We published a bullish view on Emerging Market FX today on Seeking Alpha. Below are some excerpts:
- The CEW WisdomTree Emerging Currency ETF is at its weakest level since 2000 in real terms.
- The EM FX basket has weakened despite a surge in real and nominal interest rate differentials suggesting that the risk premium is also at a record high.
- Superior external positions relative to the U.S. shoul dprovide EM currencies a degree of support in the event of a resurgence of dollar strength.
“Given the extent of the recent weakness it is important to understand to what extent, if any, it has been justified by its fundamental drivers. Our view is that the fundamental outlook has actually improved. The current 10-year interest rate swap differential between the CEW basket and the U.S. is 4.6 percentage points, its highest level on record. Meanwhile, the spread of inflation-linked bond yields for the countries where data is available (Korea, Chile, Mexico, South Africa, Brazil, and Turkey) relative to the U.S. is also at a record high 3.0pp.”
“This means that investors are pricing in real returns to be 3.5pp higher in emerging currencies relative to the U.S. dollar, reflecting ~2.5pp higher inflation and ~6pp higher interest rates. The collapse in liquidity has created an opportunity for EM currencies to benefit from the combination of bargain valuations and a record risk premium.”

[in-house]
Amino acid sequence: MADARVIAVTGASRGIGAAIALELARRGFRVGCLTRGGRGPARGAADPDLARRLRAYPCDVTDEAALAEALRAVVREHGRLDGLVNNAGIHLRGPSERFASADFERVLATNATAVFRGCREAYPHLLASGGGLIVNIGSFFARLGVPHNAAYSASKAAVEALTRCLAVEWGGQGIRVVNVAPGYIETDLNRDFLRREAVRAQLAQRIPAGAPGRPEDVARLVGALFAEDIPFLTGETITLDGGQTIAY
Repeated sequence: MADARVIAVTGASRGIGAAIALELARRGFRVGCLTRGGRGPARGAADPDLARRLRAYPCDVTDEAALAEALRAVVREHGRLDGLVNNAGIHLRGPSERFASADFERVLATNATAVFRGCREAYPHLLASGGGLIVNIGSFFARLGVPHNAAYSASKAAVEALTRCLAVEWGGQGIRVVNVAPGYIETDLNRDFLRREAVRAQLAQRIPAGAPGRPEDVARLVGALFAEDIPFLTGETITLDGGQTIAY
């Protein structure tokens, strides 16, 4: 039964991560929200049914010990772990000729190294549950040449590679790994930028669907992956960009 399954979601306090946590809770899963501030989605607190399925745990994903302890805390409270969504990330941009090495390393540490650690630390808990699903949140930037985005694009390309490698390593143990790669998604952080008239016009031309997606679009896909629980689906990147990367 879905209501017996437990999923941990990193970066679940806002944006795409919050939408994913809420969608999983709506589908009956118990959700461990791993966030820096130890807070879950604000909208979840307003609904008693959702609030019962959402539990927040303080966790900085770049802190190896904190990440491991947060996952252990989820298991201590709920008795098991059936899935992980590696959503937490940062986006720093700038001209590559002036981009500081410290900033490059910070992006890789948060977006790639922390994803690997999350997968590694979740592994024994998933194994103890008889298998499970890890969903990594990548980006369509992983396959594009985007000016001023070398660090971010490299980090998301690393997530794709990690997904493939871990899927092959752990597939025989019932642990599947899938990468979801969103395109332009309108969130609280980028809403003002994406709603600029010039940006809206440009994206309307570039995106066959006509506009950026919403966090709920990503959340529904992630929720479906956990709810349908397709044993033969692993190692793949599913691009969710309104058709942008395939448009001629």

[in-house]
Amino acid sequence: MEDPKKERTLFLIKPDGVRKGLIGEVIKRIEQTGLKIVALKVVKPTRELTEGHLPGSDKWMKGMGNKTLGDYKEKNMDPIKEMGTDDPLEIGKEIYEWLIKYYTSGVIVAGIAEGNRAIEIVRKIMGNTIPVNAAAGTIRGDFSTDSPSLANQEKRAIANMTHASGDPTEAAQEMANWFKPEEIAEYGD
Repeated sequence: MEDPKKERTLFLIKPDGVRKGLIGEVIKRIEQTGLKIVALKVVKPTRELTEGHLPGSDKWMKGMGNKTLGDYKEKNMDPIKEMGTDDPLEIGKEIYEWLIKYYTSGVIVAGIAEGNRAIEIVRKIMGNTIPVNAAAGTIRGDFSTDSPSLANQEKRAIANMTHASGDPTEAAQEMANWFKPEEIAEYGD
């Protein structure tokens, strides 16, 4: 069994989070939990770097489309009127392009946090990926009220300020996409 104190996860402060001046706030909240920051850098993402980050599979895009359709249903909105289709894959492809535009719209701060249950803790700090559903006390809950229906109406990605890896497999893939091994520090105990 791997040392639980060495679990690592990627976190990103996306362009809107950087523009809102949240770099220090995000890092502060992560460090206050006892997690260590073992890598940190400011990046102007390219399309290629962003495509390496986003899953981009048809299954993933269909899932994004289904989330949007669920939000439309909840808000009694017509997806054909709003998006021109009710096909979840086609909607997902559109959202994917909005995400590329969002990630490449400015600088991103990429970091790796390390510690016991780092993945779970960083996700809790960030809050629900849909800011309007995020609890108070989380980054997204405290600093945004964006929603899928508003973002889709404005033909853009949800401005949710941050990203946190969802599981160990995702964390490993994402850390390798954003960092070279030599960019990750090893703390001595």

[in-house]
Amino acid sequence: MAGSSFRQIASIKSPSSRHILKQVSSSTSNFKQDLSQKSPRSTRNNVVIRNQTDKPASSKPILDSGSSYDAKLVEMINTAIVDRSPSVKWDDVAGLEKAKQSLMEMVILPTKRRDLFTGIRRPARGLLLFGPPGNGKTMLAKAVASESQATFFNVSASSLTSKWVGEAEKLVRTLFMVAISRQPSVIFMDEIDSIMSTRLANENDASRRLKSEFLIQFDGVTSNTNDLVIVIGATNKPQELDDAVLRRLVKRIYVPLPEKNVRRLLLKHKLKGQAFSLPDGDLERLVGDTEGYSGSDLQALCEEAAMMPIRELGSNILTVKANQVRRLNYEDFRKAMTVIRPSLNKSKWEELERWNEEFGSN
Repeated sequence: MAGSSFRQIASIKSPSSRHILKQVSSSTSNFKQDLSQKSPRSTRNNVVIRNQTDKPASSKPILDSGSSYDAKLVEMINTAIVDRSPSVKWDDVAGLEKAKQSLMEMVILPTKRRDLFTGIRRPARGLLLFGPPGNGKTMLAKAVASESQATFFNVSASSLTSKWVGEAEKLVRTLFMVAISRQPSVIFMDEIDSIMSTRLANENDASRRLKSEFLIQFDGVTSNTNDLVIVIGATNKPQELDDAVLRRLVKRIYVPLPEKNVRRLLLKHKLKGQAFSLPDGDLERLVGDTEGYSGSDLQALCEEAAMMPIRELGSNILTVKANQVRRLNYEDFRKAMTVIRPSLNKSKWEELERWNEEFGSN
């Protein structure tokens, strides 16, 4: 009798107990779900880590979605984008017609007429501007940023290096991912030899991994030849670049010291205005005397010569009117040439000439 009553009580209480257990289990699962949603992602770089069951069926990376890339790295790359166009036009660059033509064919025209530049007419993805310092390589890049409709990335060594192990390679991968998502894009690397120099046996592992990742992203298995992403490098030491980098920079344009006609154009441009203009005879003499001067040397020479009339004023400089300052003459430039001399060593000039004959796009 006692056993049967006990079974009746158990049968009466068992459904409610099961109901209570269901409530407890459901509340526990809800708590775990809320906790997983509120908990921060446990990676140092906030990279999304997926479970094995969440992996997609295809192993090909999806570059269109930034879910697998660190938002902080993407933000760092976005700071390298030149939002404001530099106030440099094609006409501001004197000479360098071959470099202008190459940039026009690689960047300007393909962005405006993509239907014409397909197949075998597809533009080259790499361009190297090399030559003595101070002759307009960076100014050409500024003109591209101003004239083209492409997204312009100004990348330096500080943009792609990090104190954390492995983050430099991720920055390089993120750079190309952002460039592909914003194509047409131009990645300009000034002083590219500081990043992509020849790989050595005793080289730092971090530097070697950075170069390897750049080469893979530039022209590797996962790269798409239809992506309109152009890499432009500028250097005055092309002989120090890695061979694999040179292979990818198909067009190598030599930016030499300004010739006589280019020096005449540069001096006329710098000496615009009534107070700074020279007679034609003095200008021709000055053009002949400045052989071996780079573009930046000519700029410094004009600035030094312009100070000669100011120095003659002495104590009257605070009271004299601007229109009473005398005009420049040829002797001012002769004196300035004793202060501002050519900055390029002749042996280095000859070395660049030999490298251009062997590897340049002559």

“In order for the CEW index to decline in total return terms over the coming years we would need to see real interest rate differentials move roughly 3.5pp in favor of the U.S. or valuations decline even further from all-time lows. It is difficult to imagine the U.S. raising interest rates any time soon unless we see a sudden increase in inflation, and even then the Fed will likely err on the side of keeping real rates negative. This means that we would need to see real rates across emerging markets fall by 3.0pp in order for total returns to be negative.”
“As well as reflecting a risk premium, real interest rates in emerging markets are driven by real GDP growth for reasons explained here. This means that from a long-term perspective CEW appreciation will depend in part on whether EM economies can avoid a catastrophic decline in real GDP. While the near-term outlook is extremely poor, we do not expect to see zero long-growth across such a diversified basket of countries emerging market economies.”
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